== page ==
PA3CLQ's Leuke Linken Nr. 424
I just obtained a transceiver that does not output band data (although it does have CAT interface).
A quick look at N1MM documentation seems to suggest that I need a parallel port to output band data from N1MM.
Is there a way to get band data without a parallel port?
Hank, Some of us in VU have built these small Arduino based kits from RemoteQTH:
They also have a newer enhanced model:
Arduino source code is also provided to modify as required.
73, Prasad VU2PTT
These are different than the OTRSP-based
devices that have been mentioned by others.
They are using the CAT information from the radio to switch other devices.
When you have multiple devices, such as N1MM+
and this band decoder both contending for the CAT port, care must be taken to
insure that they both interoperate without contention issues.
73, Steve, N2IC
[N1MMLoggerplus] Unresponsive function keys
I recently rewired the shack due to CMI issues when running high power; torroids, snap on ferrites and 3/4" grounding braids.
My operating desk now sags in the middle from the weight.
Neither the mouse or keyboard can activate the function keys.
When I click on calls in the band map the radio will not change frequency nor can I change bands from the program. (F12 seems to work fine.)
The Winkeyer does not respond to changes in speed generated from the logger and a change in speed on the Winkeyer does not register in the program.
The mouse, however, can get into config etc.
The Winkeyer paddle is reversed and changing "reverse paddle" in config does nothing.
The keyboard will enter calls and reports in the logging portion and Ctr K allows me to type but does not send the CW.
Telnet works fine and it populates the band map.
There seems to be a common thread here but I don't see it. Where to look?
This sounds as if the COM port numbers for the rig control and Winkeyer ports are no longer the same as the COM port numbers you have configured in the N1MM+ setup.
You need to determine what port numbers the Windows drivers have assigned to your serial ports, then make sure that the configuration in N1MM+ is consistent with the Windows port number assignments.
73, Rich VE3KI
Rich you wrote: <There seems
to be a common thread here but I don't see it. Where to look?>
Several statements in your list of issues and attempted solutions strongly suggest that you have some important gaps in understanding the fundamentals of physics, electronics, and radio that are causing you to do things that cause problems.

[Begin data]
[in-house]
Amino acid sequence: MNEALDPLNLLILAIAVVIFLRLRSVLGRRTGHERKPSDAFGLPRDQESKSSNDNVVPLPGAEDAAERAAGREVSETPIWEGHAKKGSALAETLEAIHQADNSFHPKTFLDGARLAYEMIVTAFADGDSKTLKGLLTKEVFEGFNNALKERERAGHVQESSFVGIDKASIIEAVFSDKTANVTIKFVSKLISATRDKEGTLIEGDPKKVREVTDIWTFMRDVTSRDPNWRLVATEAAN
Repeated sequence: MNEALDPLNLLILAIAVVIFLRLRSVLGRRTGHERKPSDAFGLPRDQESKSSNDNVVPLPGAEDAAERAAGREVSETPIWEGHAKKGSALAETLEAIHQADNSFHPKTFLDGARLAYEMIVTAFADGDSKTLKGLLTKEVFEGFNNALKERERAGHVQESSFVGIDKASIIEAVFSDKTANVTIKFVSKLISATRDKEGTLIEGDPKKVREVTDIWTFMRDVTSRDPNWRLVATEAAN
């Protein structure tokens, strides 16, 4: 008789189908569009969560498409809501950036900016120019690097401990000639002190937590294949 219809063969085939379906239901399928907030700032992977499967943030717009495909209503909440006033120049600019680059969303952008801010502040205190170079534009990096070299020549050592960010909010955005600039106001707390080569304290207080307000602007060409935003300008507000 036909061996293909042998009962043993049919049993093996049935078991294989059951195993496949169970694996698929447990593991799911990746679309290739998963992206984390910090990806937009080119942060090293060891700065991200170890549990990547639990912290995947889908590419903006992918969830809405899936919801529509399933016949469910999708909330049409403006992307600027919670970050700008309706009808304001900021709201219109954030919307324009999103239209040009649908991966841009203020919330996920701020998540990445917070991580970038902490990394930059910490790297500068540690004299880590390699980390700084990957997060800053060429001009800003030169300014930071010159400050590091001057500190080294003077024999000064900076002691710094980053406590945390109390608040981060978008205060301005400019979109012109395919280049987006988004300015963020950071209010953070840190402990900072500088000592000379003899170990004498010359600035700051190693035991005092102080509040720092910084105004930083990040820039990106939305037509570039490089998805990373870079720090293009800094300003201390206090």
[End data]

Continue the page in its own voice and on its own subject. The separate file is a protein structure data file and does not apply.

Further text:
I have prepared several tutorials attempting to help with that.
Start with this set of slides for a talk on
power, grounding, and audio interconnection, and rewire your station to conform
Then study this one about RFI and ham radio.
73, Jim K9YC
Thanks you James for your condensing response which does absolutely nothing to further a solution.
I feel privileged to bask in your superiority as you fly in magnificent circles above my head.
And exactly how would you proceed in this
matter oh haughty one?
Cordially, Ron Baran DDS, MBA, MA W9XS
Thanks Rich. Ron W9XS
Good morning Ron,
Sorry for the other reply.
That wasn't very friendly.
Rich, VE3KI may be onto something.
Here's (maybe) another thing(s) to try or think about.
I know in my own (SO2R) setup, with 2 USB controlled radios (newer Icoms) that the radios must be turned on before even booting the computer, otherwise com port #'s and the like get all out of whack.
Also, if I was to unplug a USB device while everything is up and running, same scenario.
I believe you've had a lot of things unplugged.
Is your mouse and keyboard that of a USB type?
Have things possibly gone back into mismatched ports? In the meantime, has the battery in your wireless mouse or keyboard died? (you didn't say they were wireless, I am just tossing out ideas)
Lastly, this happened to me at work a few weeks ago and I had egg on my face, but I use 2 keyboards and 2 monitors at work and on my 2nd keyboard (seldom used) I had something laying on one of the keys making operation of things erratic.
I thought I was crazy until someone pointed it out.
Not likely your cause, but just one more way of "out of the box" thinking, hi !
Don't forget also, to take a look @ Windows device manager and the USB and com ports and their descriptions.